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Decision too late to do justice to former employees

Updated: May 3, 2013 12:14PM

Originally published: June 1, 2005

The conviction was overturned -- but can the lives affected be set upright again?

More than 30,000 employees and partners of the giant Arthur Andersen accounting firm were affected by the government’s decision to indict the firm in the wake of the Enron scandal. The indictment -- an accusation -- was enough to destroy the firm. No public company could retain Andersen as an auditor once the government leveled its charges.

Perhaps it was a conscious decision to make an example of the largest and easiest target. Documents were destroyed, that was clear. But was it criminal? The jury said yes -- months later. And by then, there was very little left of the once largest and most prestigious accounting firm.

Like fragments from an exploding meteor, lives were scattered across the landscape. Some survived, and even prospered. Andersen partner Stan Logan went on to become managing partner of KPMG, one of the remaining firms that quietly picked up business from the wreckage. Andersen partner Deborah DeHaas, acknowledged by all as one of the most powerful women in the city, moved on to become vice chair and regional managing partner of Deloitte & Touche.

One survivor actually emerged from the wreckage to build a large and well-respected financial advisory business. Steven Weinstein, a CFA and CFP who was in charge of Andersen’s investment advisory services practice, formed Altair Advisers along with nine other Andersen professionals and three administrative staffers. Today the firm is celebrating its third anniversary, a business that has grown from 75 clients with $500 million under management, to nearly double the number of clients and $1.8 billion under management.

But you don’t have to look far to find bitterness, sorrow and anger. Mostly it comes from many of the retired partners who saw their investment in the firm go down the drain. There were no big pensions for the partners -- only promises that cash left deferred in the firm would grow and ultimately provide either a lump-sum or monthly benefit. That amount has been cut by two-thirds, forcing major changes in retirement lifestyles. Even a small supplemental pension has been cut drastically.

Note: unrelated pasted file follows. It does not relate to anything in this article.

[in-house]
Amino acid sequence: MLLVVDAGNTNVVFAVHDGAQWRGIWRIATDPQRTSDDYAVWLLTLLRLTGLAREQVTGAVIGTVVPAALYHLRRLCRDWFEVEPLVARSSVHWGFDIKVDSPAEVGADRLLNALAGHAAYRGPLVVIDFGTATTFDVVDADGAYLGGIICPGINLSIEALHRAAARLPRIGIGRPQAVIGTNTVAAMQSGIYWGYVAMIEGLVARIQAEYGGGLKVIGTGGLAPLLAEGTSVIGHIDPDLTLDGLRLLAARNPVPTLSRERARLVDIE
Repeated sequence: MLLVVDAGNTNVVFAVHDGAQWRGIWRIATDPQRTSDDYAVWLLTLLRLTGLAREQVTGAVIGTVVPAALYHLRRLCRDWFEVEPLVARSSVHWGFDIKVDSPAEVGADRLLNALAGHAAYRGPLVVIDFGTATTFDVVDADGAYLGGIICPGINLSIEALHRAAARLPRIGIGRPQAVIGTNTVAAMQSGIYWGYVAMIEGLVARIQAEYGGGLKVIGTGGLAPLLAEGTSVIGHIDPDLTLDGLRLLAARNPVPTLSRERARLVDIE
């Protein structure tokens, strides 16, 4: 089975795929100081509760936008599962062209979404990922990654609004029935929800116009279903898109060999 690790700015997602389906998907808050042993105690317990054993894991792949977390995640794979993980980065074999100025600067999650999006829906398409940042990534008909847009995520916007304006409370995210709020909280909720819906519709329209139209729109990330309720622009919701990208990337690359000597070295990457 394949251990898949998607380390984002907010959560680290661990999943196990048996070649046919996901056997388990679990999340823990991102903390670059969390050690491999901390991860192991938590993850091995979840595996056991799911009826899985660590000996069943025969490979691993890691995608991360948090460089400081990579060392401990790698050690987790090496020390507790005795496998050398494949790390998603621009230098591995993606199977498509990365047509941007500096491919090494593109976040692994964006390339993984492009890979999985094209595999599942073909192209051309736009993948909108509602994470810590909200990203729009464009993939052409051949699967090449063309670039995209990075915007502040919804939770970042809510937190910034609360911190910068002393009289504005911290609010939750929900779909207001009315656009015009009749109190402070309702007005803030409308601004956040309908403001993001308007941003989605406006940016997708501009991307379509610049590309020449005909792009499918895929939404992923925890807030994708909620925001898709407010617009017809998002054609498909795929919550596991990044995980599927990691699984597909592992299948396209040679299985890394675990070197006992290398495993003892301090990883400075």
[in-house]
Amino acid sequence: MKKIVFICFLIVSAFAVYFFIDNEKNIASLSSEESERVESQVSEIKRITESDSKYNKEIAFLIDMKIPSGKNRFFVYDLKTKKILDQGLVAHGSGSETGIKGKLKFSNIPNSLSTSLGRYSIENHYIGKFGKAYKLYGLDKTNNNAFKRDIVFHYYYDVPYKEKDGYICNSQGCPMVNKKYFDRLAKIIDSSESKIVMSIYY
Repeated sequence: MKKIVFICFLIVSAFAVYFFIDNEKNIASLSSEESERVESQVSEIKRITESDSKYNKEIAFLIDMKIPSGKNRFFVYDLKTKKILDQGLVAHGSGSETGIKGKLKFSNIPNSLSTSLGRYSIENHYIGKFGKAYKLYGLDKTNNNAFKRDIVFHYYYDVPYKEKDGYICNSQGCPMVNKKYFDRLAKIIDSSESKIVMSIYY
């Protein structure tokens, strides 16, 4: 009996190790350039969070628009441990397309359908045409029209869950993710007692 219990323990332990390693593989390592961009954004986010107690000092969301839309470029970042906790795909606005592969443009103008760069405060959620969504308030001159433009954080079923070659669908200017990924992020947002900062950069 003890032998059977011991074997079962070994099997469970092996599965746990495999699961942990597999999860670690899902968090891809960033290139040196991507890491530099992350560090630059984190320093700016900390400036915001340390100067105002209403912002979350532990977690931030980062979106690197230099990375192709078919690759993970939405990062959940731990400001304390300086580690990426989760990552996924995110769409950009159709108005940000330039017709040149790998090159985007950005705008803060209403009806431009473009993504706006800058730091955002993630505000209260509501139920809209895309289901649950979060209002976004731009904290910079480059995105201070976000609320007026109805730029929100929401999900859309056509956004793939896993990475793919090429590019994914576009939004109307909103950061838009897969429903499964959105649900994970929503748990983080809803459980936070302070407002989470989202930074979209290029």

Then there were the long-term employees of the firm. Not partners, but employees, planning to stay in their jobs until retirement. Many never found positions that provided a similar lifestyle.

And there was the impact on the city itself. Andersen’s roles as a major donor, civic contributor and power center were simply erased from the scene.

And now the conviction has been overturned by the Supreme Court. That doesn’t mean Andersen was found innocent. Andersen was not perfectly pure. After all, there were the Sunbeam and Waste Management messes preceding Enron that besmirched the Andersen name. And the firm’s initial response to the Enron scandal was thought by some to be haughty and filled with the wrong kind of attitude.

But the Andersen prosecution is instructive to those looking for meaning in this story. Michael Chertoff, current secretary of the Department of Homeland Security and former judge in the Third Circuit Court of Appeals, was the Justice Department prosecutor who decided to indict the Andersen firm. The reversal of the verdict will have little impact on his career.

The Justice Department made its point. To date, the corporate scandals have resulted in jury trials and convictions for Arthur Andersen and Martha Stewart. Many Enron executives have made deals to plead guilty, notably Andrew Fastow and his wife. Others, including Jeffrey Skilling and Kenneth Lay, have been indicted and still await trial.

For some, obviously, the courts move quickly. For others, it appears the courts move very slowly. And for some, the courts ultimately do provide justice. That’s The Savage Truth.

Terry Savage is a registered investment adviser.

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